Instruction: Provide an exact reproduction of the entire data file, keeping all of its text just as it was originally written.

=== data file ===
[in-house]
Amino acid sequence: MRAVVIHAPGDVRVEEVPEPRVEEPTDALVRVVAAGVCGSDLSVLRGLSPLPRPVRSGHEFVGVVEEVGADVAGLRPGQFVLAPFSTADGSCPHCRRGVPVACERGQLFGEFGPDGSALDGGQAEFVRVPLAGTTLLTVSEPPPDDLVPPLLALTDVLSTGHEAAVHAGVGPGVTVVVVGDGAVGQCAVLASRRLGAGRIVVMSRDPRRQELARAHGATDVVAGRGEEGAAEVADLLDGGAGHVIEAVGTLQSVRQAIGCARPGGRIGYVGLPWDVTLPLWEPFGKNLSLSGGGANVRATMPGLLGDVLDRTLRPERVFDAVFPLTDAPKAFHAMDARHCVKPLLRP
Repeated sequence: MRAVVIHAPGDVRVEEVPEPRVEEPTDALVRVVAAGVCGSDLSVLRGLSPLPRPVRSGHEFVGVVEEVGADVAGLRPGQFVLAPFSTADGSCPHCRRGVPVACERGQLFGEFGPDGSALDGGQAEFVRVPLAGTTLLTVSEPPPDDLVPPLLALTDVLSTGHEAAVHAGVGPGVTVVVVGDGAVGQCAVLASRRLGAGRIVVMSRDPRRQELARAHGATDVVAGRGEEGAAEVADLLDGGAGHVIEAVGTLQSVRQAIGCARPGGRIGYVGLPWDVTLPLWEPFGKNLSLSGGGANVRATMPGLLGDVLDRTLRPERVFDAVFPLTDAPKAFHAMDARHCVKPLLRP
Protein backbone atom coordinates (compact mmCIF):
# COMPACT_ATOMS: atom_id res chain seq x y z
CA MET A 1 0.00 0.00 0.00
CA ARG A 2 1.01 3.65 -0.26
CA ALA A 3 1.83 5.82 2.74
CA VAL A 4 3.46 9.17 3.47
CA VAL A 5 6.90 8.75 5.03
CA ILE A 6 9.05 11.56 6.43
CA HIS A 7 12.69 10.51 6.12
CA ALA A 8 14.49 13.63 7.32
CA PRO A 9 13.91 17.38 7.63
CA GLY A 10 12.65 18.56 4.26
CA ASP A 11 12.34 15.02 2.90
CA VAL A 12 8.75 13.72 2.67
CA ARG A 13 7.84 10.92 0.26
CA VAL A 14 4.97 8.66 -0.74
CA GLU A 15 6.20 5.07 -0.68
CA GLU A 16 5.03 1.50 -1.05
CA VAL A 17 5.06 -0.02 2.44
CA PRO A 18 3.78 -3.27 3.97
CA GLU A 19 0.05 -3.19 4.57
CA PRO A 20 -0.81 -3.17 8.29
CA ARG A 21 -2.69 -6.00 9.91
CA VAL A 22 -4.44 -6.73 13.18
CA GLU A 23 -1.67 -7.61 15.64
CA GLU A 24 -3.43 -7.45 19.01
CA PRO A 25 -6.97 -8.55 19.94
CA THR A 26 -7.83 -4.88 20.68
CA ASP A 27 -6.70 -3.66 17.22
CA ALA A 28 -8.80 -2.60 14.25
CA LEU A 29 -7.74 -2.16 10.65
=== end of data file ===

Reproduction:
[in-house]
Amino acid sequence: MRAVVIHAPGDVRVEEVPEPRVEEPTDALVRVVAAGVCGSDLSVLRGLSPLPRPVRSGHEFVGVVEEVGADVAGLRPGQFVLAPFSTADGSCPHCRRGVPVACERGQLFGEFGPDGSALDGGQAEFVRVPLAGTTLLTVSEPPPDDLVPPLLALTDVLSTGHEAAVHAGVGPGVTVVVVGDGAVGQCAVLASRRLGAGRIVVMSRDPRRQELARAHGATDVVAGRGEEGAAEVADLLDGGAGHVIEAVGTLQSVRQAIGCARPGGRIGYVGLPWDVTLPLWEPFGKNLSLSGGGANVRATMPGLLGDVLDRTLRPERVFDAVFPLTDAPKAFHAMDARHCVKPLLRP
Repeated sequence: MRAVVIHAPGDVRVEEVPEPRVEEPTDALVRVVAAGVCGSDLSVLRGLSPLPRPVRSGHEFVGVVEEVGADVAGLRPGQFVLAPFSTADGSCPHCRRGVPVACERGQLFGEFGPDGSALDGGQAEFVRVPLAGTTLLTVSEPPPDDLVPPLLALTDVLSTGHEAAVHAGVGPGVTVVVVGDGAVGQCAVLASRRLGAGRIVVMSRDPRRQELARAHGATDVVAGRGEEGAAEVADLLDGGAGHVIEAVGTLQSVRQAIGCARPGGRIGYVGLPWDVTLPLWEPFGKNLSLSGGGANVRATMPGLLGDVLDRTLRPERVFDAVFPLTDAPKAFHAMDARHCVKPLLRP
Protein backbone atom coordinates (compact mmCIF):
# COMPACT_ATOMS: atom_id res chain seq x y z
CA MET A 1 0.00 0.00 0.00
CA ARG A 2 1.01 3.65 -0.26
CA ALA A 3 1.83 5.82 2.74
CA VAL A 4 3.46 9.17 3.47
CA VAL A 5 6.90 8.75 5.03
CA ILE A 6 9.05 11.56 6.43
CA HIS A 7 12.69 10.51 6.12
CA ALA A 8 14.49 13.63 7.32
CA PRO A 9 13.91 17.38 7.63
CA GLY A 10 12.65 18.56 4.26
CA ASP A 11 12.34 15.02 2.90
CA VAL A 12 8.75 13.72 2.67
CA ARG A 13 7.84 10.92 0.26
CA VAL A 14 4.97 8.66 -0.74
CA GLU A 15 6.20 5.07 -0.68
CA GLU A 16 5.03 1.50 -1.05
CA VAL A 17 5.06 -0.02 2.44
CA PRO A 18 3.78 -3.27 3.97
CA GLU A 19 0.05 -3.19 4.57
CA PRO A 20 -0.81 -3.17 8.29
CA ARG A 21 -2.69 -6.00 9.91
CA VAL A 22 -4.44 -6.73 13.18
CA GLU A 23 -1.67 -7.61 15.64
CA GLU A 24 -3.43 -7.45 19.01
CA PRO A 25 -6.97 -8.55 19.94
CA THR A 26 -7.83 -4.88 20.68
CA ASP A 27 -6.70 -3.66 17.22
CA ALA A 28 -8.80 -2.60 14.25
CA LEU A 29 -7.74 -2.16 10.65